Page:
We are now offering telehealth therapy sessions to existing and new clients who reside in New York State. Due to the recent developments, insurance companies are now covering Teletherapy and video psychotherapy.
If you are experiencing anxiety, depression or stress, please reach out to see how we may be helpful to you.
Call (516) 221-9494
If you require immediate help, a free mental health crisis hotline for New Yorkers has been created. This hotline will offer free emotional support on a one time consultation basis. The phone number to call is 844-863-9314.
Breaking up, splitting up, cutting ties: no matter how you look at it, ending a relationship can feel like tearing in two. For both the person being left and the person doing the leaving, emotions are running high.
Myth: Breakups Happen – And So, You Should Just Get Over It Already!
Many people believe that after a divorce or breakup, life should immediately return to normal. However, grief is a normal part of healing heartbreak and moving forward with your life. This week, we address some of the myths involved in getting over the end of a relationship.
Grief And The Loss Of Love
It’s true that breakups aren’t uncommon – but that doesn’t make them any easier.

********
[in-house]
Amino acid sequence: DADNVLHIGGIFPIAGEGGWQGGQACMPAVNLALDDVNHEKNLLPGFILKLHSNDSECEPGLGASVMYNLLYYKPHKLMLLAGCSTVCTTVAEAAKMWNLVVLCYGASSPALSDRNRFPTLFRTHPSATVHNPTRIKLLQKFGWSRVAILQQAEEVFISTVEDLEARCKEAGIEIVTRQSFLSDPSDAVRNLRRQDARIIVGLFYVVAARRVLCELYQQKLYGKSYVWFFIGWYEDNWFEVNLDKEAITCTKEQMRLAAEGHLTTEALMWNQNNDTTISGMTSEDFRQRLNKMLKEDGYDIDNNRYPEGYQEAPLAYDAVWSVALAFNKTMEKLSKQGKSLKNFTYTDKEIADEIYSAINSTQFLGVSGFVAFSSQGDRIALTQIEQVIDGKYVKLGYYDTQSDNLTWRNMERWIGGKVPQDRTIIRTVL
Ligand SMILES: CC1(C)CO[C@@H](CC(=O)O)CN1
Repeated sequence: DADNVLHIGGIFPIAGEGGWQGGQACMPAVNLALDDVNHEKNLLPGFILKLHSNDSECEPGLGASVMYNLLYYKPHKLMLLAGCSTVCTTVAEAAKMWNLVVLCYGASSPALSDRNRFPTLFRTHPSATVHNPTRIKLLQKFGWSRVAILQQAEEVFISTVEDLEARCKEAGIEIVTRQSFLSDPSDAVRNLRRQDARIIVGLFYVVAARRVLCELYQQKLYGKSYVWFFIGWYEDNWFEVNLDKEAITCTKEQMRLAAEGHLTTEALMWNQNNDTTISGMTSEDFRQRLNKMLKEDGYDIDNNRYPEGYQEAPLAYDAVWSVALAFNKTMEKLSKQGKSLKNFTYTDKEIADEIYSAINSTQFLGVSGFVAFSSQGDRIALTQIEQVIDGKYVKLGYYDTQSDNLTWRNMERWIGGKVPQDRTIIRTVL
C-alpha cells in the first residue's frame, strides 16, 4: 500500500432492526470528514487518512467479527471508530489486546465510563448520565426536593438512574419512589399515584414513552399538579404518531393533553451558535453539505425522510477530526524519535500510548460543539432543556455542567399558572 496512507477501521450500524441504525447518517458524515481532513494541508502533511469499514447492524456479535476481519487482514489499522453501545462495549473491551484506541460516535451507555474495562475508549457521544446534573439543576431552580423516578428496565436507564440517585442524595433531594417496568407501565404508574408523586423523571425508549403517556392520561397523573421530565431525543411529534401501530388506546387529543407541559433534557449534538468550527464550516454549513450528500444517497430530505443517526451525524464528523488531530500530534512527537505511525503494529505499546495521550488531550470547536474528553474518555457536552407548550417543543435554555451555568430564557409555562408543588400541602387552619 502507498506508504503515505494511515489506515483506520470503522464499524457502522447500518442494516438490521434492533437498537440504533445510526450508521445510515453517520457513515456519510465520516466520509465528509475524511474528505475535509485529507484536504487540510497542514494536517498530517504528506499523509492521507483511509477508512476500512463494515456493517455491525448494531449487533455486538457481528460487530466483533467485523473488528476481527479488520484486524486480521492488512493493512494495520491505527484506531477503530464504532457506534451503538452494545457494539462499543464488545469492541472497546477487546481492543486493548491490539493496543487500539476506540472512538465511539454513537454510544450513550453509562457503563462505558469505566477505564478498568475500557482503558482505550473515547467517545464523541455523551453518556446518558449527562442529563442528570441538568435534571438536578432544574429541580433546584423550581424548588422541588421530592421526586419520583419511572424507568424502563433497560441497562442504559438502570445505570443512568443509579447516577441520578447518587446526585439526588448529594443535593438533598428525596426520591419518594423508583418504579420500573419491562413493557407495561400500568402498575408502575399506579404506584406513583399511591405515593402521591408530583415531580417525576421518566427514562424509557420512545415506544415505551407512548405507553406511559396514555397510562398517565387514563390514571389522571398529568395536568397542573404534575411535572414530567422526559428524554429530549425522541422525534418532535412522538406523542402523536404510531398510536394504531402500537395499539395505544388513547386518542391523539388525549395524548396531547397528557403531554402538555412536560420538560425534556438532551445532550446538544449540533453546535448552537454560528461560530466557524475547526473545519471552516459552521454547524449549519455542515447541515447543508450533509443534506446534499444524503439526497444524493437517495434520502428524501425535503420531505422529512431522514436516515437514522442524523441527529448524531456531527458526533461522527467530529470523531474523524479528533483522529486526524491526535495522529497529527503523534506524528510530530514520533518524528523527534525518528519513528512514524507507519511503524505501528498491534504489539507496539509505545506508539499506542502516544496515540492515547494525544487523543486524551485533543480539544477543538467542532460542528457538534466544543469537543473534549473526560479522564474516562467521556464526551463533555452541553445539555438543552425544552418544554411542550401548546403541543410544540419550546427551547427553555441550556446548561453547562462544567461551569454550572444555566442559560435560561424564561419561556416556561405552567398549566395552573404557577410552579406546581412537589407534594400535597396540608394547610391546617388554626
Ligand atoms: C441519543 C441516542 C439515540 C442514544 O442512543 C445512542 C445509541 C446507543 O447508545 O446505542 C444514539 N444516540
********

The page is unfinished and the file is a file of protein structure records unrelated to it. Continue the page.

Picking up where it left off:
When you are in a committed relationship, you invest a lot of your heart into making it work. In losing the relationship, you are losing:
- All the hopes, dreams, promises, and goals for the future that came with it, as well as
- The financial, emotional, and spiritual support your former partner offered you.
Like any other sort of loss, you need to experience the grief that comes with letting go.
Grief is a process of experiencing and moving through feelings of loss. It is commonly described as occurring in five stages:
Many people move in and out of these stages several times before coming to terms with the loss.
In the case of a breakup, you may begin by feeling shock or denial that it is happening, followed by anger at the person or the situation; you may try to bargain by offering to change, then fall into a depression.
Resolution comes from accepting the situation and beginning to move forward.
Learning To Let Go
Perhaps you and your partner tried couples counseling or marriage therapy. Maybe you never made it to a therapist, but tried to work it out in other ways. In any case, there may be many regrets, questions, and “if-only”s floating through your head.
For someone who is trying to sort out their thoughts and feelings after a breakup, often the only way to move forward is to give themselves time to heal.
You can’t predict where life will take you; but you can commit to taking care of yourself in the here and now, healing your hurt and learning to grieve the loss of your love, hopes, and relationship.
The bottom line: Few people find it easy to move forward after a breakup. Grief is a necessary part of losing someone you love, and it takes time to come to peace after it ends. Seeking the help of a qualified therapist or psychologist can help facilitate the process of healing. For more information, call us today at (516) 221-9494.